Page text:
Drachenberg’s Jewelry newspaper ad.

Ancestors, Legends & Time

Stores and shopkeepers made downtown Christmas shopping in the 1970s memorable

Jeanne Newby

Jeanne turned her column over for a week to Tom Hamsher, former Webb Citian, owner of the Minerva and manager of Mt. Hope Cemetery

It seems this time of the year is when we tend to reminisce more about the past. Having grown up in Webb City and also owning a downtown business here, I recall the days of the ’70s when shopping downtown was a special time and place. Marching down the street as a member of the Webb City Mighty Marching Cardinal Band, with all of the wonderful stores decorated, was the beginning of the holiday season for me. The streets would be lined with family, friends and citizens of our community. I remember all of the stores where I would go to get the gifts for my family and girlfriends. So before I go any further, you are probably wondering – “What do my memories of downtown Webb City have to do with the wonderful souls resting at Mt. Hope Cemetery?” Well, many of those individuals who owned those great stores now call Mt. Hope their final resting place. Here are a few of the stores I remember.

Minerva Candy was one of the first places special to me, and it still is. The Mallos family created many wonderful kinds of candy, but at this time of year, the candy canes and ribbon candy were the most popular. For almost 100 years, they provided Webb City, the surrounding communities and many parts of the country with their wonderful Christmas treats.

Drachenberg’s was the place to buy my mom and girlfriends that special piece of jewelry. Buying mom that necklace or a girlfriend that ID bracelet was pure excitement, knowing their eyes would just sparkle upon opening that treasure.

Leonard and Max Collins ran the Western Auto store at the corner of Church and Main Street. I could always find Dad something special to add to the mountain of tools and gadgets that filled his barn.

On the other side of the Webb City Bank was the OTASCO store. (How many of you remember what OTASCO stood for?) Elsie Cooper and Jim Lightle always had lots of special things in their store, many of which I wanted more for myself than buying for someone else.

The Nances had a wonderful furniture store. I don’t remember my parents buying anything there, but I recall visiting it on a couple of occasions. I just loved the smell of new furniture. It didn’t smell like the sweaty couch we had. (The couch probably smelled like that because of my brother and me, I’m guessing.)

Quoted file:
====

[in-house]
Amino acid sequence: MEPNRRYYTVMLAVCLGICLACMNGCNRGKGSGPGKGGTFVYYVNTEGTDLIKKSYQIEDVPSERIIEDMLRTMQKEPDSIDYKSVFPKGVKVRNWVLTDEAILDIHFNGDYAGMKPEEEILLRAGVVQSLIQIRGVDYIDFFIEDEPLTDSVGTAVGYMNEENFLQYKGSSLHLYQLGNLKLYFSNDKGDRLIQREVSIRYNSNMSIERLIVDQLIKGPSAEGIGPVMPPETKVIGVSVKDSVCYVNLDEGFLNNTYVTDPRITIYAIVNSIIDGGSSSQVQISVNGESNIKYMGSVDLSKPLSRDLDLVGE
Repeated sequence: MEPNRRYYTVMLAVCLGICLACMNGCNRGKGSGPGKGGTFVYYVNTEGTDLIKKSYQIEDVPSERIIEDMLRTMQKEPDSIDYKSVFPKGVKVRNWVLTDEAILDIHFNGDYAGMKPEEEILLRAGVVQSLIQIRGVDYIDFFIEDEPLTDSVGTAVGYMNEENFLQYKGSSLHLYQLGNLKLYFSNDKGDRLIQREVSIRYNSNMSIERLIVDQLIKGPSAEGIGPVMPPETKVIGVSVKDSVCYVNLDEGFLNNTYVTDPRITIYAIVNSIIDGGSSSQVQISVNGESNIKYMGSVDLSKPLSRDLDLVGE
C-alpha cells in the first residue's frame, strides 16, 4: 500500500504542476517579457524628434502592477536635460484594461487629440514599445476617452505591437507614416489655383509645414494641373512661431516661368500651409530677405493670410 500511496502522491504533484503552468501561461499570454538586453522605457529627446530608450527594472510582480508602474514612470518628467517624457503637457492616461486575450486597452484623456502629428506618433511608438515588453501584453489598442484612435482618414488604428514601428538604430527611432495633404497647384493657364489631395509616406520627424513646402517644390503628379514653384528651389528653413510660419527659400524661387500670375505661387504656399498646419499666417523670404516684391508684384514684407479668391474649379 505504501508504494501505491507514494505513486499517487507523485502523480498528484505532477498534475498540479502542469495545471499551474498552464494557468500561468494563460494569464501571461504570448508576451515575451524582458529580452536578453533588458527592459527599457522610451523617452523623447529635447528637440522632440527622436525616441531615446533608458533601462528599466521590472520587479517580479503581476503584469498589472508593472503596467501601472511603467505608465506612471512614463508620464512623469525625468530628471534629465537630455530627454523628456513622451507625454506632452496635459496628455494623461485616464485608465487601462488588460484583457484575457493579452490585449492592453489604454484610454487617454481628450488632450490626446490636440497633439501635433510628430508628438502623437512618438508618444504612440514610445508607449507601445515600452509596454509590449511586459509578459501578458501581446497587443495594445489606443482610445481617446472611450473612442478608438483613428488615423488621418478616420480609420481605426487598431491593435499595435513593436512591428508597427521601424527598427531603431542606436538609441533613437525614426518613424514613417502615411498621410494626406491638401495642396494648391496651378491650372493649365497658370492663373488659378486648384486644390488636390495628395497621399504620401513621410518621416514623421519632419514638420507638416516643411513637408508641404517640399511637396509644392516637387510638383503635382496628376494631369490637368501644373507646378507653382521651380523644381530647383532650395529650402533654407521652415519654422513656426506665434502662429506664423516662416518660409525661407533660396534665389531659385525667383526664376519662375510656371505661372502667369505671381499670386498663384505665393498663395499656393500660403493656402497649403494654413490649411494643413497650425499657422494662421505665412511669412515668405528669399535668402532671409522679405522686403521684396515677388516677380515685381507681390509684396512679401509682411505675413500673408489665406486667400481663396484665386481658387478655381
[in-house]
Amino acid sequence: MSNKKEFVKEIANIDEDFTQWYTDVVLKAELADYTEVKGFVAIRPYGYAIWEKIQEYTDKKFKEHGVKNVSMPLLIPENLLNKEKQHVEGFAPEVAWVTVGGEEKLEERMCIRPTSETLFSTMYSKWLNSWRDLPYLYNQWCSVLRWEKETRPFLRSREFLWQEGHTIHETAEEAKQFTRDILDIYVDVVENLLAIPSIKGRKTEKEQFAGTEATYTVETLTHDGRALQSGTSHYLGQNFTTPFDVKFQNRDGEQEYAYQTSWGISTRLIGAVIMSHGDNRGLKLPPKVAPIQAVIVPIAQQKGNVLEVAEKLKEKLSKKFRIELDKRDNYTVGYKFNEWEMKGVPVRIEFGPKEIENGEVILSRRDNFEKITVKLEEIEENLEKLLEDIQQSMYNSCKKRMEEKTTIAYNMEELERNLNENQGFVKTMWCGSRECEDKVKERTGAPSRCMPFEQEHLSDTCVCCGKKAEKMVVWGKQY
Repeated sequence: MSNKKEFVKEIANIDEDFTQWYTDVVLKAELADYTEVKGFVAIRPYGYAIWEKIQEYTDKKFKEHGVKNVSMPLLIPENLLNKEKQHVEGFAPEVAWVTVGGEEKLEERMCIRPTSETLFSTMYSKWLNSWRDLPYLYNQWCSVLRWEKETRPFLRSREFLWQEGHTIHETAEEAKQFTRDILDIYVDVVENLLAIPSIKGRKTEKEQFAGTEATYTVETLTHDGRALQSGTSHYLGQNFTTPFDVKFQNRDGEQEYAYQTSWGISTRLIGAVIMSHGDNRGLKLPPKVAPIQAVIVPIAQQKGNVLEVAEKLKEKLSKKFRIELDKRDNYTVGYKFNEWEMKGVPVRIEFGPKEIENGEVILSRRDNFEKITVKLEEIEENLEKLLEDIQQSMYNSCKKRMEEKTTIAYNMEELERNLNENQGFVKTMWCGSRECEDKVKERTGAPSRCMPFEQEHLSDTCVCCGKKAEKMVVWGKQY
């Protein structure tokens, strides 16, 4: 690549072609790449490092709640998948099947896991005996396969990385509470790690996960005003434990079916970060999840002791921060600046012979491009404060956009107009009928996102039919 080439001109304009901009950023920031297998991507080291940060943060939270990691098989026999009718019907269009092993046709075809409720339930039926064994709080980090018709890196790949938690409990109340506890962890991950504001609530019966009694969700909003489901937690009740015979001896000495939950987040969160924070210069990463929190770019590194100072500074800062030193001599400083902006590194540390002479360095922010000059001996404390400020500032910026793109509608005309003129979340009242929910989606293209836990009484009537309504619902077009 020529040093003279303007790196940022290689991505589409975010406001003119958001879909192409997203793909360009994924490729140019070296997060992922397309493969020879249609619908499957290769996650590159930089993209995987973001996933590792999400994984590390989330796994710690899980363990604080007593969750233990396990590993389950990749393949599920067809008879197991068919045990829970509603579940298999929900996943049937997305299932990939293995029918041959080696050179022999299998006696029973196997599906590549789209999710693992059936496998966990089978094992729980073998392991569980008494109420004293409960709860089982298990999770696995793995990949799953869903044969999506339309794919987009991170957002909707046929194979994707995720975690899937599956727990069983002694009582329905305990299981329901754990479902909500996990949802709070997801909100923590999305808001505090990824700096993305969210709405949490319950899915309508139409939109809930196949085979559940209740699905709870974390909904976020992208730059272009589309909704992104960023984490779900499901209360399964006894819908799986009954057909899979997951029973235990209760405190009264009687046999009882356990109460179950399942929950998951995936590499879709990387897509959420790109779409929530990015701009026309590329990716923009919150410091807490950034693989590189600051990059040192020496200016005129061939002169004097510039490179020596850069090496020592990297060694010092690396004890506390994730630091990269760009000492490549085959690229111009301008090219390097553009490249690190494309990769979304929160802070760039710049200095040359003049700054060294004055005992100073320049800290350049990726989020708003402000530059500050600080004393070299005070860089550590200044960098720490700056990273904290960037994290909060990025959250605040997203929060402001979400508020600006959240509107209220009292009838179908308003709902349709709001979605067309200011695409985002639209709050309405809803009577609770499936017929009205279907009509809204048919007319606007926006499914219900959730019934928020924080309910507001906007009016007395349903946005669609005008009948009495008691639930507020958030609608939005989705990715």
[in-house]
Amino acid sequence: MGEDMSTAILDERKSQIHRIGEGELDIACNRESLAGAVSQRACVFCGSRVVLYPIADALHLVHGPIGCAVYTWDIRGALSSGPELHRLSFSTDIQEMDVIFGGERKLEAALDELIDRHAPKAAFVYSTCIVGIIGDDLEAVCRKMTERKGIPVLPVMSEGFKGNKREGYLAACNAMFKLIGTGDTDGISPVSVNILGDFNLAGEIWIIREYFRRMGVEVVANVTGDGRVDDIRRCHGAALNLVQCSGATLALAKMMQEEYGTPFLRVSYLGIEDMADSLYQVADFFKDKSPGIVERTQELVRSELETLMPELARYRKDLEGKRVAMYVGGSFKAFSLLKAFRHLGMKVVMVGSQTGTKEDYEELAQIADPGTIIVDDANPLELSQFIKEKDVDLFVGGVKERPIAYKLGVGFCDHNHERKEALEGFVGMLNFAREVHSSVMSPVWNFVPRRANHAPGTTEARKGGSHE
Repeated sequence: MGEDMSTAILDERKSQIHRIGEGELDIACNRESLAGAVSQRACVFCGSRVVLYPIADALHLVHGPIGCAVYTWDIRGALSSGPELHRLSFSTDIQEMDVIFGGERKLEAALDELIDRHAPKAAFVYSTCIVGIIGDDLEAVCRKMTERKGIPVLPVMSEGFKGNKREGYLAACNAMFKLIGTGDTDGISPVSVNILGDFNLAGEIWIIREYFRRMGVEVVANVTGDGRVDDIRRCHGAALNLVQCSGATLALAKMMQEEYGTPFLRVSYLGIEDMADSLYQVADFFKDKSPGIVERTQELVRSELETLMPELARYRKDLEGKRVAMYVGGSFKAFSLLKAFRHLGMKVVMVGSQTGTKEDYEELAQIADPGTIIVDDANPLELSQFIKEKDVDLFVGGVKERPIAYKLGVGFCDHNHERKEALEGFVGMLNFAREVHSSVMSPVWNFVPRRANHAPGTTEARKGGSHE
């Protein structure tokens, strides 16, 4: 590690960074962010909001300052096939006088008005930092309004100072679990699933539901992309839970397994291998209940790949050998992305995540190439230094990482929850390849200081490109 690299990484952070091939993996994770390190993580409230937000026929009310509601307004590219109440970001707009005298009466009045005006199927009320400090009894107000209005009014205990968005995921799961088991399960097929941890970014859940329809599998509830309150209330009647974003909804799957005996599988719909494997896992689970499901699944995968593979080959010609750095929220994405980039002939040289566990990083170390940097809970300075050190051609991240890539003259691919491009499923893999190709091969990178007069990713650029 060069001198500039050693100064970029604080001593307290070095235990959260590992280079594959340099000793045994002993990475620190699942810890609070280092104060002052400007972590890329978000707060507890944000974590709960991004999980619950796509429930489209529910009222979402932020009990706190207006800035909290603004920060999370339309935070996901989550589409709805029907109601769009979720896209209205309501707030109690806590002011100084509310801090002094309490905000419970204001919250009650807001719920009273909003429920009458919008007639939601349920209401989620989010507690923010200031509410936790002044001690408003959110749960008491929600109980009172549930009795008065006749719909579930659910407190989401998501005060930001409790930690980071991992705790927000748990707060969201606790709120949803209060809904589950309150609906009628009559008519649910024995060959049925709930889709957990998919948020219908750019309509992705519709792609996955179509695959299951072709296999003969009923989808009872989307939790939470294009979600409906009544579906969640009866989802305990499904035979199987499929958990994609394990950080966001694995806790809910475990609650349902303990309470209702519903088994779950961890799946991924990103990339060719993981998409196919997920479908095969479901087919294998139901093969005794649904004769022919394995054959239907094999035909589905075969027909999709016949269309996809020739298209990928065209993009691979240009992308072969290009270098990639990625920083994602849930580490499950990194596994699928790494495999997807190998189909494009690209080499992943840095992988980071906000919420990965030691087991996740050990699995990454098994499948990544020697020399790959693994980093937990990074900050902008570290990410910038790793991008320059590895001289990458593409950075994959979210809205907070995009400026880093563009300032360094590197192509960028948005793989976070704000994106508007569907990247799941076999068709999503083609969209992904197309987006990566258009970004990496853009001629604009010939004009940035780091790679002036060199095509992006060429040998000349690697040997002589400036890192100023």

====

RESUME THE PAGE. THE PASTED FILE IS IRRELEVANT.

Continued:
I remember seeing many a movie at the Webb City Civic Theatre. Larry Larsen owned it and the Webb City Drive-In. Now, the drive-in was a place where I could share many memories about the dates I had, but that’s not the kind of story I write for the Sentinel.

Of course, there was the Merchants and Miners Bank, where I had a savings account. There were many great men whose names are linked to that great institution – L.J. Stevison, W.E. Patten, Ben Aylor, R.B. Dodge, J.G. Wilbur and W.R. Robertson. All of them are now at rest in Mt. Hope.

There was the Roderique Insurance office, where you could insure your car and home. The Roderique family was and still is very special to this community. The agency continues to provide services to its citizens.

Finally there was Taylor’s Men and Ladies’ Wear. Paul Taylor was very special to me. I remember buying my Levi’s from him. I couldn’t wait to get rid of the Sears Buckaroos Mom bought and get a pair of real Levi’s. I remember them being so stiff – long before the stone washed soft ones you get today. I would wear them until my legs chaffed before allowing Mom to wash them. And after she washed them, I had to have a crease ironed down the front. Everyone was doing it – I couldn’t be different. As the years went by, it came time for me to have a suit. Paul had many styles for me to choose from. I just loved the smell of new clothes in that place. There was something about that smell you just couldn’t find anywhere else – kind of like the smell of a new car. Those suits helped me find many new jobs. One suit in particular I so loved was the one I wore for my college senior picture.

So as you can see, many individuals made our community and particularly downtown what it was. Although the men and women have gone, and many of the businesses have disappeared, they still hold fond memories for me as a boy growing up in Webb City.

Jeanne’s new book, “The Zinc City, Webb City, Missouri” is now available at Webb City Chamber Office.

Jeanne Newby

A lot of us appreciate the Bradbury Bishop Fountain, but Jeanne actually worked behind the counter making sodas while she was in high school. She knows everything about Webb City and is a member of the Webb City R-7 School Board.